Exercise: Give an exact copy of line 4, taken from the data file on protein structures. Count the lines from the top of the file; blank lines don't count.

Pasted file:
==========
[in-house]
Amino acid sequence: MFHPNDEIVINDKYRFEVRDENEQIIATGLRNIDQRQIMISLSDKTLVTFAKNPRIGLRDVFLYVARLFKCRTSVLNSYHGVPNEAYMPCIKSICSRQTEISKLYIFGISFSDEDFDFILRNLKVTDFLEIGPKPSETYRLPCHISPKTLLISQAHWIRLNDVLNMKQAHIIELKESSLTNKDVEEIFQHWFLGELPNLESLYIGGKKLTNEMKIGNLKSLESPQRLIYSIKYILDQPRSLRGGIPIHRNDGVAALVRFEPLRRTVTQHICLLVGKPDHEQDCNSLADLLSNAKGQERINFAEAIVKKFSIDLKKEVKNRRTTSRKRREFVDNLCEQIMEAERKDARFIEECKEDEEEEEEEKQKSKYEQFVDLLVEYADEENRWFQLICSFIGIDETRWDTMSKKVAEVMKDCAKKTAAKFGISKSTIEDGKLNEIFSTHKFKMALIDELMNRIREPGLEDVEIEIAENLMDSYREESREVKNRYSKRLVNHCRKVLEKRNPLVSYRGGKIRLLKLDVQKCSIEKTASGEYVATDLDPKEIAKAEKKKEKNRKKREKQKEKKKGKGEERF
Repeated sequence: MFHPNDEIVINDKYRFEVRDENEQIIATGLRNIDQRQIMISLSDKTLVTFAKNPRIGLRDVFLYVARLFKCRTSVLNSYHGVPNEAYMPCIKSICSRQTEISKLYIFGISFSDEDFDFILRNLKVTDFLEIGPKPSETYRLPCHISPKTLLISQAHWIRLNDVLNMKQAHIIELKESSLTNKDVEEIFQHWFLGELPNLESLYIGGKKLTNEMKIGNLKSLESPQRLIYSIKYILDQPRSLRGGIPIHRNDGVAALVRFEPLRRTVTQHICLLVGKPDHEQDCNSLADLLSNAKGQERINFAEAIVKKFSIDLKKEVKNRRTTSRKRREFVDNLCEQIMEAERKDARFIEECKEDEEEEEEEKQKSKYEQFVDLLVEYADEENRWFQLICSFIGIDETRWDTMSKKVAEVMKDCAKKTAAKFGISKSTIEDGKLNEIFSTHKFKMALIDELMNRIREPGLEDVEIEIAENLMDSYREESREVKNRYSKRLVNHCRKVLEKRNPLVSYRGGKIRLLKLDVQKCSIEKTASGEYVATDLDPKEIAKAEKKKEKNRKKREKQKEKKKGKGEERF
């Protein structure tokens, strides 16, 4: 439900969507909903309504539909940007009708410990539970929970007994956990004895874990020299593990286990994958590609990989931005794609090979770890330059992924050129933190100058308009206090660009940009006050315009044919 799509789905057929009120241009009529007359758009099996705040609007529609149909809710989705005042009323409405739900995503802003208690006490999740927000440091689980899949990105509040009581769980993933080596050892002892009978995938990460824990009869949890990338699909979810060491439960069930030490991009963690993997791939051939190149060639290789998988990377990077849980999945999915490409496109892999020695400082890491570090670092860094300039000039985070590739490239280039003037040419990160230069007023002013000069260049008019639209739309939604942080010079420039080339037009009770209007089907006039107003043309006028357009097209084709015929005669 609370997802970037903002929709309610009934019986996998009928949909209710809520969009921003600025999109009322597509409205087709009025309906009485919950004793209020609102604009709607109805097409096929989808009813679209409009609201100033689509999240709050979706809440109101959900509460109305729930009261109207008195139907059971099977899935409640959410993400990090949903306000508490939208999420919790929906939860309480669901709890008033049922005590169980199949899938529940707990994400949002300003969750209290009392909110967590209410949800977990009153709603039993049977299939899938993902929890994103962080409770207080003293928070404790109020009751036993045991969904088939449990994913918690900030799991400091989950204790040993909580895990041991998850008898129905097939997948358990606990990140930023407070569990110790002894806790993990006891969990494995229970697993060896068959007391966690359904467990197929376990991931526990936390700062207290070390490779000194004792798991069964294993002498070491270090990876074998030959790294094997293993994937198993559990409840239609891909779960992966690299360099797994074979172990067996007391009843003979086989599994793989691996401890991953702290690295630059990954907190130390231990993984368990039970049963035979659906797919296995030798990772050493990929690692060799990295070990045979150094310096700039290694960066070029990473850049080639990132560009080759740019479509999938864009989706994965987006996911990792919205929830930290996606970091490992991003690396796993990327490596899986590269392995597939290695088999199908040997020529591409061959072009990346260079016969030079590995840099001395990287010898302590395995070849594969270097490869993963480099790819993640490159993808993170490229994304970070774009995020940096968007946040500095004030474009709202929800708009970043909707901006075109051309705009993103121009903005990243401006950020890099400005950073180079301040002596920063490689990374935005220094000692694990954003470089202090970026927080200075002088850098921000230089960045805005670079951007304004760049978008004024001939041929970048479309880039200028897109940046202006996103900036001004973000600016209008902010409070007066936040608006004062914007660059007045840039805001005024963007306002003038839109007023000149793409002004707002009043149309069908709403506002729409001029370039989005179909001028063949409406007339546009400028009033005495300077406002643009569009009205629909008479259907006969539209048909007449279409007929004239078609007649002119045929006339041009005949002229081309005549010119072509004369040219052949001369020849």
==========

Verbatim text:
């Protein structure tokens, strides 16, 4: 439900969507909903309504539909940007009708410990539970929970007994956990004895874990020299593990286990994958590609990989931005794609090979770890330059992924050129933190100058308009206090660009940009006050315009044919 799509789905057929009120241009009529007359758009099996705040609007529609149909809710989705005042009323409405739900995503802003208690006490999740927000440091689980899949990105509040009581769980993933080596050892002892009978995938990460824990009869949890990338699909979810060491439960069930030490991009963690993997791939051939190149060639290789998988990377990077849980999945999915490409496109892999020695400082890491570090670092860094300039000039985070590739490239280039003037040419990160230069007023002013000069260049008019639209739309939604942080010079420039080339037009009770209007089907006039107003043309006028357009097209084709015929005669 609370997802970037903002929709309610009934019986996998009928949909209710809520969009921003600025999109009322597509409205087709009025309906009485919950004793209020609102604009709607109805097409096929989808009813679209409009609201100033689509999240709050979706809440109101959900509460109305729930009261109207008195139907059971099977899935409640959410993400990090949903306000508490939208999420919790929906939860309480669901709890008033049922005590169980199949899938529940707990994400949002300003969750209290009392909110967590209410949800977990009153709603039993049977299939899938993902929890994103962080409770207080003293928070404790109020009751036993045991969904088939449990994913918690900030799991400091989950204790040993909580895990041991998850008898129905097939997948358990606990990140930023407070569990110790002894806790993990006891969990494995229970697993060896068959007391966690359904467990197929376990991931526990936390700062207290070390490779000194004792798991069964294993002498070491270090990876074998030959790294094997293993994937198993559990409840239609891909779960992966690299360099797994074979172990067996007391009843003979086989599994793989691996401890991953702290690295630059990954907190130390231990993984368990039970049963035979659906797919296995030798990772050493990929690692060799990295070990045979150094310096700039290694960066070029990473850049080639990132560009080759740019479509999938864009989706994965987006996911990792919205929830930290996606970091490992991003690396796993990327490596899986590269392995597939290695088999199908040997020529591409061959072009990346260079016969030079590995840099001395990287010898302590395995070849594969270097490869993963480099790819993640490159993808993170490229994304970070774009995020940096968007946040500095004030474009709202929800708009970043909707901006075109051309705009993103121009903005990243401006950020890099400005950073180079301040002596920063490689990374935005220094000692694990954003470089202090970026927080200075002088850098921000230089960045805005670079951007304004760049978008004024001939041929970048479309880039200028897109940046202006996103900036001004973000600016209008902010409070007066936040608006004062914007660059007045840039805001005024963007306002003038839109007023000149793409002004707002009043149309069908709403506002729409001029370039989005179909001028063949409406007339546009400028009033005495300077406002643009569009009205629909008479259907006969539209048909007449279409007929004239078609007649002119045929006339041009005949002229081309005549010119072509004369040219052949001369020849």